Opinions & Features May 24, 2019 at 09:00 am

These four factors hinder the long-cherished dream of a united Africa

Fatiatu Inusah | Contributor

Fatiatu Inusah May 24, 2019 at 09:00 am

May 24, 2019 at 09:00 am | Opinions & Features

The African Heads of States and Governments pose during African Union (AU) Summit for the agreement to establish the African Continental Free Trade Area in Kigali, Rwanda, on March 21, 2018. / AFP PHOTO / STR

Trade barriers

It seems the continent enjoys trading with countries outside the continent than they do with their neighbours. Trading among Sub-Saharan countries is reportedly very low. They, however, record higher trading activities with countries outside Africa.

Intra-regional trade is estimated at 10% within the region, as against 40% and 60% recorded for trade with North America and Europe respectively. Among the reasons for recording such low trading activities on the continent include burdensome customs procedures, insufficient funds, excessive document requirement and poor infrastructure.

It would be advantageous for African countries to implement trade facilitation measures which would ease the movement of goods across borders. A measure which is yet to be implemented is the African Continental Free Trade Area (AfCFTA) Agreement.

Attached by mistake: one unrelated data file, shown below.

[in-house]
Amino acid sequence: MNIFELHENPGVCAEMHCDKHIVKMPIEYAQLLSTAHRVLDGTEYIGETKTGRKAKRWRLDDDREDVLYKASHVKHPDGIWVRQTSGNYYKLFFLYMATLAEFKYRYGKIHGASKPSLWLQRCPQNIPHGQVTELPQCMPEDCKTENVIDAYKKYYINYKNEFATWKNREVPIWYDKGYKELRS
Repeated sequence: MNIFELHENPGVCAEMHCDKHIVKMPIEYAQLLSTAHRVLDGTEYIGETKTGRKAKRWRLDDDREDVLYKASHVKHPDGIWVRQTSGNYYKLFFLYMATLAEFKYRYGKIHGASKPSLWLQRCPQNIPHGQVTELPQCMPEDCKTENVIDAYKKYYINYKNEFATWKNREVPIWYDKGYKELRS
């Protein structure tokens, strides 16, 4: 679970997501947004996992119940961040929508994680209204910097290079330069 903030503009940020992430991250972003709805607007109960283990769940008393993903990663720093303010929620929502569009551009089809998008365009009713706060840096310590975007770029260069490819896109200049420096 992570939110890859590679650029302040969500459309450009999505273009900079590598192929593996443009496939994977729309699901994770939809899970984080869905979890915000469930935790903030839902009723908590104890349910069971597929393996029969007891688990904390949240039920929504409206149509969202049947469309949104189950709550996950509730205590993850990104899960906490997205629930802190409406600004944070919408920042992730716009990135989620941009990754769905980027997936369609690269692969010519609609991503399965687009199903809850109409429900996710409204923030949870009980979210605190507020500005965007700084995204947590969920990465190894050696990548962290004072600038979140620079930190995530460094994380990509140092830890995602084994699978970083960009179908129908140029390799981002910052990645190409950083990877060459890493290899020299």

The AfCFTA is expected to enter into force by July, a year after 44 countries first signed the consolidated text of the Agreement in the Rwandan capital Kigali to enable the long-awaited economic integration and movement of goods and persons across member states.

After it comes into force, the AfCFTA will create a single continental market for goods and services; enhance free movement of business persons and investments; enhance competitiveness at the industry and enterprise level through exploiting opportunities for full-scale production.

It will also enforce the establishment of the Continental Customs Union and the African customs union, expedite the regional and continental integration processes and exploit opportunities for scale production, continental market access and better reallocation of resources.

With the commitment of all countries, the AfCFTA could bring together the 1.2 billion African population with a combined gross domestic product (GDP) of more than $3.4 trillion to remove tariffs on 90 per cent of goods, with 10 per cent of “sensitive items” to be phased in later.

As at April 2019, only 52 of the 55 African states have signed the text with the exception of Nigeria, Eritrea and Benin who are still on the fence due to diverse reasons including pressures from business leaders and labour unions who believe the agreement could affect their economies.

Out of the 52 countries, only 22 have submitted their instruments of ratification starting with Ghana and Kenya in May 2018.

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